12.3 to 1, you'll lose!"
MR. SISYPHUS paused to
let this sink in. "Remember,
friends," he said slowly,
"politics is not a character
weakness. It's a disease. You
can be cured. When you feel
tfiat urge to shake a hand, to
make a speech, call us
night or day.
"With total abstinence, you
can be rehabilitated. You can
be restored to your family
and friends. Yes, fellow
losers, by giving up politics
you can once again become a
useful member of society."
So eloquent was Mr.
Sisyphus' traditional appeal
that, as usual, every man in
the crowd was convinced. As
usual, each looked around at
the others and said the same
thing to himself.
"He's absolutely right,"
each said, "about these other
Or is it?
I'm writing this at 9:30, Tuesday night and
no one knows who will be President. But does
it really matter?
Let's suppose the winner is Richard Nixon.
If it is, what could he do in office? Very little
actually. He will have to work with a Democratic
Congress and a Democratic Senate. (The last few
days before the election seemed to show that a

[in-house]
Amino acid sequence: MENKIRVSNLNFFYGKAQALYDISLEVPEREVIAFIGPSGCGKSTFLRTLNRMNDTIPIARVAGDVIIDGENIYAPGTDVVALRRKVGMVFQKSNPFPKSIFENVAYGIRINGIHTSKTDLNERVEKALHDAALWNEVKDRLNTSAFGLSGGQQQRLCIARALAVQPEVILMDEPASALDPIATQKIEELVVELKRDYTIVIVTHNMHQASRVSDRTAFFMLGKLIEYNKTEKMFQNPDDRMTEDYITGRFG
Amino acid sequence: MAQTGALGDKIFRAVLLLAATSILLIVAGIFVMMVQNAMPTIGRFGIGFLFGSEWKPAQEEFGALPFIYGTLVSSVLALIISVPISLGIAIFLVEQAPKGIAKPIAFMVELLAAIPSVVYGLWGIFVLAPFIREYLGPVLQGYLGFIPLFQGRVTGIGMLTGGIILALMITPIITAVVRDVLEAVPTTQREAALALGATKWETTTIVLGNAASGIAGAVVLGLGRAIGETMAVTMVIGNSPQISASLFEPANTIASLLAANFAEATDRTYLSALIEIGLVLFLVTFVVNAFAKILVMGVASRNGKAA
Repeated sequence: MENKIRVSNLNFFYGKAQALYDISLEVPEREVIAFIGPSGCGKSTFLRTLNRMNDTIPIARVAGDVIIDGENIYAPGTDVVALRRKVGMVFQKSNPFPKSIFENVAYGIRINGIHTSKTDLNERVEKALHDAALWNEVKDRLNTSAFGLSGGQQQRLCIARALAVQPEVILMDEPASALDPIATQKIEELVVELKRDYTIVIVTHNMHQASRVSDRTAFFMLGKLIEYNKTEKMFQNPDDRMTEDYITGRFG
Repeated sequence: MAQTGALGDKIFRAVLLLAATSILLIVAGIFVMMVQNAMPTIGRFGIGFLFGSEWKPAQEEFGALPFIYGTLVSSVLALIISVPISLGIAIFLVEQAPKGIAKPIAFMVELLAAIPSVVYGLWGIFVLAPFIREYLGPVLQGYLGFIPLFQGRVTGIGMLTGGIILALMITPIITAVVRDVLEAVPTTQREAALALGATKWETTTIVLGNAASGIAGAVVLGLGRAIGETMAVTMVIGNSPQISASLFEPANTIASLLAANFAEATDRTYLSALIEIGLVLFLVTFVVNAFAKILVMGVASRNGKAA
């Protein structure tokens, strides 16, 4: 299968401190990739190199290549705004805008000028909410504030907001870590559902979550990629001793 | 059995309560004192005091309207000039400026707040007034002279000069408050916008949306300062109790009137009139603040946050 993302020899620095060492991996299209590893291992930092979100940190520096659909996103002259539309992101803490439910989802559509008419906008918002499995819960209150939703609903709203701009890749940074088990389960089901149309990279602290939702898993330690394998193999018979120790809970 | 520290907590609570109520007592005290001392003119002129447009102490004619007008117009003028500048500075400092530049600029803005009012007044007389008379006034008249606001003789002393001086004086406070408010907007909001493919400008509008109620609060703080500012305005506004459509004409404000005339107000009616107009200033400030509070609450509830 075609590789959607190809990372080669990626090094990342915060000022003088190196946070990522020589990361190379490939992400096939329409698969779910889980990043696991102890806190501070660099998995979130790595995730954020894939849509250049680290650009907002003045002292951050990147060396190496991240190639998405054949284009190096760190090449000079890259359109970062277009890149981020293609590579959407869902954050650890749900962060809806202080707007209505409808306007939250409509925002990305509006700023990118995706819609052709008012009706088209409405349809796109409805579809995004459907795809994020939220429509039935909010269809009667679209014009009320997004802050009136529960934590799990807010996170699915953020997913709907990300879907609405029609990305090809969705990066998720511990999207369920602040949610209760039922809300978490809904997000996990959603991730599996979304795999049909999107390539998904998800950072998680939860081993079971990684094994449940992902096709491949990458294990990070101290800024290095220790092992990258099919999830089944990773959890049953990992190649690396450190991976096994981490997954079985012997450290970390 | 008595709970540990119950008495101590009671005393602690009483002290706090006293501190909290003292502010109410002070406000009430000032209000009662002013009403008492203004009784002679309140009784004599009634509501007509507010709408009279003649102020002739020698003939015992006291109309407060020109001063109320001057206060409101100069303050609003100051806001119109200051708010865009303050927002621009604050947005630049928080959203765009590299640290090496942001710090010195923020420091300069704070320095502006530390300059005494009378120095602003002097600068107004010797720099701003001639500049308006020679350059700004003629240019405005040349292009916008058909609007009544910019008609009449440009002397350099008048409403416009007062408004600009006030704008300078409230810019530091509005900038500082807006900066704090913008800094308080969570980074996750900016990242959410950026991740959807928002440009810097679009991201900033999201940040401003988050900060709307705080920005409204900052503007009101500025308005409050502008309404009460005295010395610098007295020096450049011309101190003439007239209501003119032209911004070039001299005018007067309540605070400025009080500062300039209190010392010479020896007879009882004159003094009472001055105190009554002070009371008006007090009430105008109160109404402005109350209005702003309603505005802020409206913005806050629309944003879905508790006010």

Nixon sweep would not materialize in the con
pessional race with his popularity slipping a little
in the polls and with several upsets predicted in
It to also interesting that while Humphrey's
popularity showed a surge In the last few weeks
f fampalgn, Niton's public standing, which
bad been fairly solid, finally slipped a point or
twe in various polls Just before the election.
Polls are not always extremely accurate in
exact percentage points but they usually show
trends of feeling fairly well. The trend they seem
to indicate is that by January, even if Nixon wins
the election, he may not be the people's choice.
In addition to all of these gloomy prospects
for Mr. Nixon, he is known to be less popular
than Humphrey among certain influential occupa
tional groups, notably the press, the diplomatic
corps, and the federal bureaucrats.
Nixon would bave to be some sort of political
messiah to overcome all this. It is more likely
that there would be two yean of stalemate between
Congress and the President followed by a
Democratic sweep In the Congressional elections
of 1970 (similar to the Republican sweep against